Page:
'Growing Good from the Ground Up': International Rescue Committee launches campaign to support innovative New Roots program for refugees in U.S.
NEW YORK, Sept. 10, 2012 /PRNewswire-USNewswire/ -- The International Rescue Committee has launched a campaign to support New Roots, a dynamic community gardening and nutrition program that enables refugees to grow, harvest and sell fresh and affordable produce while integrating into their new communities across the United States.
"We want newly arrived refugees to have a healthy start here, but in many communities where they can afford to live, finding healthy and affordable produce is not easy," says Ellee Igoe, the IRC's U.S. advisor for food security and agriculture. "The New Roots program is changing that."
Working with community partners, the IRC has established New Roots gardens in twelve of the 22 cities where it resettles refugees. What once were abandoned lots in cities like San Diego have become thriving community farms where refugees from conflict zones find solace in the land, return to the farming traditions they left behind and make locally grown produce available to their families and neighbors.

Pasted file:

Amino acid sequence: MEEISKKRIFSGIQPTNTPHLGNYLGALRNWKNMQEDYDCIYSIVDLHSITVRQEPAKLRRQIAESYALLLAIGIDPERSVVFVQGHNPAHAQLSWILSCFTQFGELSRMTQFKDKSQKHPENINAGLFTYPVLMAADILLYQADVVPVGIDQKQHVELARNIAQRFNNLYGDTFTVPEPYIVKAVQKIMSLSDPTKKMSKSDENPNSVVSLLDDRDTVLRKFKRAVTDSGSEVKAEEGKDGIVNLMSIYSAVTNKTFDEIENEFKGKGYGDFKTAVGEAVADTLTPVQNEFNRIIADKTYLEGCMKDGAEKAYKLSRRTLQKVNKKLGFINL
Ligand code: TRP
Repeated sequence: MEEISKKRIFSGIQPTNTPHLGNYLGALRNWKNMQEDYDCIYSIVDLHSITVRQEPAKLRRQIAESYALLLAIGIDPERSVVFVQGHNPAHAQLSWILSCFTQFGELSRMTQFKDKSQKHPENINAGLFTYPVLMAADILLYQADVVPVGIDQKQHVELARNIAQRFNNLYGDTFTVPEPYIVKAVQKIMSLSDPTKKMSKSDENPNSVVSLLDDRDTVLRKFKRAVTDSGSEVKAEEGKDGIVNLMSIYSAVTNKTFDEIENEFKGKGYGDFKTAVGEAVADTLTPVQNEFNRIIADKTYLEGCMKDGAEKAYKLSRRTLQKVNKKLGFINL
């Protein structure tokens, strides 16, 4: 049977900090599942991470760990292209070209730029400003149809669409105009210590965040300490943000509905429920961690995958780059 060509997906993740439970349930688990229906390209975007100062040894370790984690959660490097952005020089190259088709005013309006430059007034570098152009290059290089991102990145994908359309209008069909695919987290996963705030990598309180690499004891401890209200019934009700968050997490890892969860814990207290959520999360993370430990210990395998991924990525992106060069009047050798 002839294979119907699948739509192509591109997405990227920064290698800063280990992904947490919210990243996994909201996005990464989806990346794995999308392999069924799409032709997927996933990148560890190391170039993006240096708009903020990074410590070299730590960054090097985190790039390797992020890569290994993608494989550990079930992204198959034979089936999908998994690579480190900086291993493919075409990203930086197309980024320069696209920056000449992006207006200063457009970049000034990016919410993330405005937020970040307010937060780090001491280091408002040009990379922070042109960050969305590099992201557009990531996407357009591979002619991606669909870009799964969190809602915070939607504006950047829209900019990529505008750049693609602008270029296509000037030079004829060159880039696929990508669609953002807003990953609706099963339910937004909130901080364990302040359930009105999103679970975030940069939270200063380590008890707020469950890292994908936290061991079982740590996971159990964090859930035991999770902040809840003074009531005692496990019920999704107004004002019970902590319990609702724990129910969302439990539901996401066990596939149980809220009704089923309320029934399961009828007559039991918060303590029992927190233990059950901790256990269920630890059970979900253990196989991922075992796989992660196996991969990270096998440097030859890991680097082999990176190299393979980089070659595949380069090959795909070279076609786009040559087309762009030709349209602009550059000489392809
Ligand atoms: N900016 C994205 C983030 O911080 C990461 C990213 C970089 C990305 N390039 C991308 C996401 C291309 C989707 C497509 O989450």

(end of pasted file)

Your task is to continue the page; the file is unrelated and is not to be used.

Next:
"The IRC's New Roots program is transforming lives and communities," says Igoe, "It's truly 'growing good from the ground up,'" the campaign's tagline.
The New Roots campaign seeks to engage the public through webisodes that tell the stories of refugee farmers planting new roots in the Bronx and recipes shared by refugee farmers from Sudan, Zimbabwe and Myanmar. It also features a pledge to stand with refugees as they rebuild their lives and ways to support the expansion of New Roots and other refugee resettlement programs. Donations will be matched by Newman's Own Foundation and Starr International Foundation.
Award-winning chefs and restaurateurs David Burke and Michel Nischan and host of Eden Eats on the Cooking Channel, Eden Grinshpan are spokespersons for the campaign.
"Many refugees still have that wisdom of the land," says Nischan, who has met with many refugees who were farmers before being forced to flee. "When they can share that wisdom with their neighbors and exchange ideas about farming, they can contribute to the restoration of communities across this country."
In New Roots cities, refugees are growing a diverse array of produce. Amaranth, shisho and mizuna are sprouting up alongside African eggplant, Asian mustards, and Malabar spinach.
To find out more about the International Rescue Committee's New Roots Campaign visit http://www.rescue.org/newroots.
SOURCE International Rescue Committee